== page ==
I was reading my CCIM magazine the other day when an article called “Resizing or Right-Sizing?” caught my eye. Although I have a great deal of respect for Jim Young, the CEO of RealComm, his comments really annoyed me. Here’s why: How many times over the years have we been told that something is going to change the world as we know it? That some big “paradigm shift” is going to change everything? In this case, it’s office hoteling or “shared seating.”
In the article, one broker predicted that by 2015, the average square footage per employee will shrink by 75 percent. Jim’s comment was, “The idea of an office where you can hang pictures of your family and display your sports trophies is a thing of the past.”
Why do people feel the need to take something they may have seen in some sectors and extrapolate it into a world-changing event? Let me remind you of a few grand proclamations of the past:
• Computers are going to create a paperless society. Really?
• Just-in-time delivery is going to reduce the size of warehouses. Swing and a miss.
• Computers in offices will all just be “dumb terminals,” as everything will be hooked up to mainframes.
• Y2K will shut down all computer systems.
• The Japanese bought Rockefeller Center; therefore, they’re going to buy all our real estate and take over the United States. How did that work out for them?
• The Chinese are buying up all our debt and are going to take over the United States.
• Manufacturing is a thing of the past in the United States. So why is Caterpillar is building a plant in Victoria, Texas, to manufacture excavators previously imported from Japan?
• All call centers are moving to India.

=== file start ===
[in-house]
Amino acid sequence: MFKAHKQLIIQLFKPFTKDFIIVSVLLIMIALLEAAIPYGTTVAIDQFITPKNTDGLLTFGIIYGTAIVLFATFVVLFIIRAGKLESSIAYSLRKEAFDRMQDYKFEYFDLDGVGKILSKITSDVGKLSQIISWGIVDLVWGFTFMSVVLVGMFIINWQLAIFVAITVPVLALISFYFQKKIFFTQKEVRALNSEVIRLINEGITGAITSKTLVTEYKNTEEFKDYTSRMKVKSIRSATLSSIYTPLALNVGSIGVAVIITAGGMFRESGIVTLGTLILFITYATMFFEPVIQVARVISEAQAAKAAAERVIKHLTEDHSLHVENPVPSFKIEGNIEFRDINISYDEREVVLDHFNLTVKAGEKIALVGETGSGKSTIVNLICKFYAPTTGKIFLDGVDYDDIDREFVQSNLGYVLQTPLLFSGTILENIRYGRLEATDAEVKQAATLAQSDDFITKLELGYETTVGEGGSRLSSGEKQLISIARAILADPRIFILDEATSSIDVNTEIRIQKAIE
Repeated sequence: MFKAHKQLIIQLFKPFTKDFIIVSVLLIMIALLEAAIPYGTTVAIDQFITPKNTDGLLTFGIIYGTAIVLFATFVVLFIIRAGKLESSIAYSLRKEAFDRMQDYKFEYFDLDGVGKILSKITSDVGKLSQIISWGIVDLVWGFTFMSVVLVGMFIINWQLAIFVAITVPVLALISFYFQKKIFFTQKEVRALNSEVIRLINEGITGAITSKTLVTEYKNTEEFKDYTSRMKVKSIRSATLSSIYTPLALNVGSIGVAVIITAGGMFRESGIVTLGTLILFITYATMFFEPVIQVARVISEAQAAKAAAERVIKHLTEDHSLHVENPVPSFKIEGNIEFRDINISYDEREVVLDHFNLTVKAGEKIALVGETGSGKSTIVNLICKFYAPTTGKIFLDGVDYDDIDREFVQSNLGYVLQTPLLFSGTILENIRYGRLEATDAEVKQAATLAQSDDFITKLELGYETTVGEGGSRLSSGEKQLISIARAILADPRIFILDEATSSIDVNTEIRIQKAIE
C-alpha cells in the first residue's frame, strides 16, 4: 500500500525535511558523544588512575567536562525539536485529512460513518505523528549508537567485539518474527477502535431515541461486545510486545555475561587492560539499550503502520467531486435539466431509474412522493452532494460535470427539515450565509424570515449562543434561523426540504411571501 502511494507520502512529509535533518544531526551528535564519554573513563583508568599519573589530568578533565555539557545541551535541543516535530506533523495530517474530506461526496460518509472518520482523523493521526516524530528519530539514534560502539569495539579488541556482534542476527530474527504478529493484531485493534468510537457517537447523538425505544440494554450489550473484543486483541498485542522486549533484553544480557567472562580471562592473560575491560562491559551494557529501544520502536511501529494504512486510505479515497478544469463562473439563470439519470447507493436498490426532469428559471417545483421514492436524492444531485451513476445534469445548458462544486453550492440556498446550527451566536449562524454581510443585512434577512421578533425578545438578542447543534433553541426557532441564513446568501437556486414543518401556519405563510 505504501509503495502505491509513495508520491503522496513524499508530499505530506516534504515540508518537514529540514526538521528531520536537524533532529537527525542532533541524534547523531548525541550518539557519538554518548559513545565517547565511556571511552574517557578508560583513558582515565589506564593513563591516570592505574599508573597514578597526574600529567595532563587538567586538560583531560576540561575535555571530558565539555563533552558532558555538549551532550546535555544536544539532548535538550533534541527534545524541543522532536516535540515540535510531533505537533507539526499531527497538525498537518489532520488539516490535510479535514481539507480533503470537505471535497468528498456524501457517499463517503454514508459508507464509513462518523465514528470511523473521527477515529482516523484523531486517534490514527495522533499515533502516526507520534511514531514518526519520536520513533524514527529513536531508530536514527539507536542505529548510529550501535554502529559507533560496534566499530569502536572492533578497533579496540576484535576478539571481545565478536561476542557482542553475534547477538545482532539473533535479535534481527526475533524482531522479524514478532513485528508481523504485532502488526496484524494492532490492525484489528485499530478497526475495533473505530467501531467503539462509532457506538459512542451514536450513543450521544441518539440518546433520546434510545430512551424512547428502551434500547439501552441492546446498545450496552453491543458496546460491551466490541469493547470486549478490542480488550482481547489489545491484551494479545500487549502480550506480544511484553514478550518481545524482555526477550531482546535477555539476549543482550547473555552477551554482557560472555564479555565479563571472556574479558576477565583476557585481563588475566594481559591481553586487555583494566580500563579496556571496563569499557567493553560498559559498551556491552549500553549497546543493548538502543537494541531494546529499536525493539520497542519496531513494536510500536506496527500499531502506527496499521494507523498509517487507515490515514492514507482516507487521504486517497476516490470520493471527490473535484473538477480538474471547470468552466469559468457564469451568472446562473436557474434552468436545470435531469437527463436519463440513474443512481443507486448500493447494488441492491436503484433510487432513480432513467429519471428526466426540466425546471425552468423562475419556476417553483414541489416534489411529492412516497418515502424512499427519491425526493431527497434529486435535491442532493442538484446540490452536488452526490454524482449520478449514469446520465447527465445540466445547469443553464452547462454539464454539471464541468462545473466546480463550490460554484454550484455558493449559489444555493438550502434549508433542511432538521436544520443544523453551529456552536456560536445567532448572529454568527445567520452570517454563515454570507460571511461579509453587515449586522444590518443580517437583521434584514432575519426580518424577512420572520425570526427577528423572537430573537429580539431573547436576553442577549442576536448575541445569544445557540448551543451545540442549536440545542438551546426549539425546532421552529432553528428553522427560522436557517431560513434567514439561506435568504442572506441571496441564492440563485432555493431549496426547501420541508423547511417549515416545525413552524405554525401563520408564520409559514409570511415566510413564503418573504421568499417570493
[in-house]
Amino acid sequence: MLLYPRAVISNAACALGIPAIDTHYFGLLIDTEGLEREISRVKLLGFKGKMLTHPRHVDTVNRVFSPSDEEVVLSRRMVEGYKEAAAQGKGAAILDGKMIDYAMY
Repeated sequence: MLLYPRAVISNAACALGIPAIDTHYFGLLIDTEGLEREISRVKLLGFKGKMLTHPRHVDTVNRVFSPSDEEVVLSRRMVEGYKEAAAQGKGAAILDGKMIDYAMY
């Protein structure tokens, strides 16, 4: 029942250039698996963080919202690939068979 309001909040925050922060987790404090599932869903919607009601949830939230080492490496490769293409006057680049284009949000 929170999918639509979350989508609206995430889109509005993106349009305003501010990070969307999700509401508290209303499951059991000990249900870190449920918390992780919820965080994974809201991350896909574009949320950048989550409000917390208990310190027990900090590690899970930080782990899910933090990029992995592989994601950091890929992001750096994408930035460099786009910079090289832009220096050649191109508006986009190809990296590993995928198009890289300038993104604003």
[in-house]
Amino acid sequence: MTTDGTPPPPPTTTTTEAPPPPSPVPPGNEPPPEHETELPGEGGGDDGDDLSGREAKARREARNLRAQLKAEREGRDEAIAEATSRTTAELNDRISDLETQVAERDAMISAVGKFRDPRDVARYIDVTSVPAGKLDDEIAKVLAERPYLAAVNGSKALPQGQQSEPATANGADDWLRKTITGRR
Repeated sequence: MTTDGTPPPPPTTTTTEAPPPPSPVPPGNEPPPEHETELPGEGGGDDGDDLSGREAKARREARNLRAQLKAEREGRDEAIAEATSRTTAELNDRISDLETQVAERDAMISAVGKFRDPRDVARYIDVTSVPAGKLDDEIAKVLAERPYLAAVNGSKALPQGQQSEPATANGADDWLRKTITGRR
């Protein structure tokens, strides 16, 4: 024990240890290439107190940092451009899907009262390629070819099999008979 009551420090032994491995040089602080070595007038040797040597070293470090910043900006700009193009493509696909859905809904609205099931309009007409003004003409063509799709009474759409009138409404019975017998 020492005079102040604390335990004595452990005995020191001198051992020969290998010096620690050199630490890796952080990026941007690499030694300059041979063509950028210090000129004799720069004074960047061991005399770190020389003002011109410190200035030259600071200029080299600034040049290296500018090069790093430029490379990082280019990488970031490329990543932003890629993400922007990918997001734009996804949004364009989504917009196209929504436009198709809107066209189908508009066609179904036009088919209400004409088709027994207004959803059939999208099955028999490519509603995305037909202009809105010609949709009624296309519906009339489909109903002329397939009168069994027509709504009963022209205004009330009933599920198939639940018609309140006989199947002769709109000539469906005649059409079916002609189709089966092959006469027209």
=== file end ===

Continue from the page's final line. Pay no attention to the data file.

• 30’ clear height warehouses are obsolete; future warehouses will be 50’ & 60’ in height. Wasn’t that supposed to happen 20 years ago?
• Traveling to meetings is unnecessary because we’re all going to use video conferencing.
• The world will come to an end in 2000! No, 2001. No, 2002, 2003 …
• And my personal favorite: The Internet is going to eliminate the need for real estate brokers.
These are just a few “certainties” off the top of my head. (I’m sure there are even better ones—please let me know those you come up with in the comments section below.)
Jim Young is a brilliant guy, and I don’t mean to belittle his comments. Yes, perhaps there are situations where office sharing is a viable alternative. And yes, computers, iPads, smart phones, and new-technology phone systems are changing the way we do business. There’s no question that companies are looking for ways to reduce costs, and office sharing is a viable method for doing so. Larger companies with an enormous number of offices may use this approach of housing employees to help costs.
But if anyone thinks that all private offices are going away, they are mistaken. Law firms, accounting firms, insurance executives, investment banking, real estate developers and brokers—all will continue to demand them.
It wasn’t that long ago we were told that we’d all soon be working out of cubes; yes, many people are now doing so. But in the real estate broker world, that’s more of a cultural statement than economic necessity. (By the way, I’m told that in those offices with mostly cubes, “head-setters” wander aimlessly around the office talking on their headsets, so they can annoy everyone and not just the people they sit near.)
I’m grateful that at Colliers International, not only do we have private offices, but the company has kindly provided me with a cable hookup for the flatscreen TV in my office, allowing me to watch my beloved Texas Rangers on MLB. So if Jim doesn’t mind, I’ll keep my flatscreen TV, and my colleague who sits in an office just down from mine will keep his trophies and awards—or, as he affectionately calls it, his “I love me” wall.